C. The mode of this redemption (i.e., the incarnation of Christ the Son) must be necessary, consequent upon the wisdom of the divine will. (1.6-1.7)
  1. God is supremely wise, which means he doesn't do anything unnecessarily.
  2. God willed to redeem humankind through the incarnation of his Son. 
  3. Therefore, the incarnation of God's Son must be necessary for redemption.
D. The mode of this redemption (i.e., the incarnation of Christ the Son) must be voluntary, consequent upon the justice of the divine will (1.8)
  1. God is just, which means he does not force the innocent to bear the sins of the guilty.
  2. Redemption came about through the incarnation of Christ the Son.
  3. Therefore, the incarnation of Christ the Son is not a case of the innocent being forced to bear the sins of the guilty. 
E. The incarnation of Christ the Son achieved redemption, not through obedience to a command to die, but through obedience to a command to live as a righteous human being. (1.9-1.10)
  1. What God commanded Christ the Son was what he commands of humankind generally: to live a righteous life of worship (or honor) of God.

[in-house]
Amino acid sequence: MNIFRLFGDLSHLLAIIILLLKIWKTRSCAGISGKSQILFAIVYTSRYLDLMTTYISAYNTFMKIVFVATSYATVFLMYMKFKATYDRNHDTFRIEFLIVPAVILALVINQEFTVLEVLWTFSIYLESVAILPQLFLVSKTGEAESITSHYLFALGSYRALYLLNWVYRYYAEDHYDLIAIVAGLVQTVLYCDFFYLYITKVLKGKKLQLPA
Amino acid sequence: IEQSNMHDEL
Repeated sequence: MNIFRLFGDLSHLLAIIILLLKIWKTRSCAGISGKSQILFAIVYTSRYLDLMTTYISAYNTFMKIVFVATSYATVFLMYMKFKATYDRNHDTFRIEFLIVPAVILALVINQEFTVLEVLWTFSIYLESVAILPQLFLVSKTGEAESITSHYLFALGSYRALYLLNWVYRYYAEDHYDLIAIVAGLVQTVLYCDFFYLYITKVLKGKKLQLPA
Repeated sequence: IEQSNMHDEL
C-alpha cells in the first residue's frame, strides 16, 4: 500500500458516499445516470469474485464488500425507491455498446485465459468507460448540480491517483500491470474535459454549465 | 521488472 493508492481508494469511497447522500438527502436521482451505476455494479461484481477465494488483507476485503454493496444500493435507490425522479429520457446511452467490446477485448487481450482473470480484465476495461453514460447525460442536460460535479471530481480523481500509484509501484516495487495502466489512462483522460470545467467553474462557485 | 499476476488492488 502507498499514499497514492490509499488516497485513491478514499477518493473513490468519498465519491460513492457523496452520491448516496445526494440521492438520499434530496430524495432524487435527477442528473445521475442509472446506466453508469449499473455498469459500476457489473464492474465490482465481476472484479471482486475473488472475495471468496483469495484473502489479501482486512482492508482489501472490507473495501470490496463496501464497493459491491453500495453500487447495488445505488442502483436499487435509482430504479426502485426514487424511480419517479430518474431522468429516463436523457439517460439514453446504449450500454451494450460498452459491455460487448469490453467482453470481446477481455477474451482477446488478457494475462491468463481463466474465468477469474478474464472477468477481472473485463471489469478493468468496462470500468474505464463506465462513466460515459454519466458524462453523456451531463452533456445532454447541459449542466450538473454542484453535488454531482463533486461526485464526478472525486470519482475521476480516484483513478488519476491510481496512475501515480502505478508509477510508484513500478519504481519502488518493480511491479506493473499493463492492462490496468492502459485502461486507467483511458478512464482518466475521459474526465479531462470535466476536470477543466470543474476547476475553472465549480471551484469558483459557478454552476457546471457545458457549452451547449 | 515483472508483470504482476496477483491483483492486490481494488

2. This was the command that Christ the Son obeyed, and it was for obedience to this command that sinful humanity killed him.
  3. Therefore, Christ the Son's death is only secondarily related to redemption, consequent upon the state of those he came to redeem. 
F. Humanity must be redeemed from humanity's own inability to render to God the positive obedience and worship--"honor"--he is due. (1.11-12)
  1. What is owed God is the "honor" he is due as Creator, that is, total and complete worship.
  2. There is nothing greater than this that can be given to God in exchange for failure in this regard.
  3. Therefore, this requirement of total honor must be satisfied by humanity. 
G. The necessity of punishment for failure to honor God is consequent upon the perfection of the divine nature. (1.13-15)
  1. God's honor is incorruptible and unalterable, and every creature owes God this honor by virtue of its being related to him as Creator. 
  2. The presence in God's creation of dishonor is an ontological challenge to God's very nature.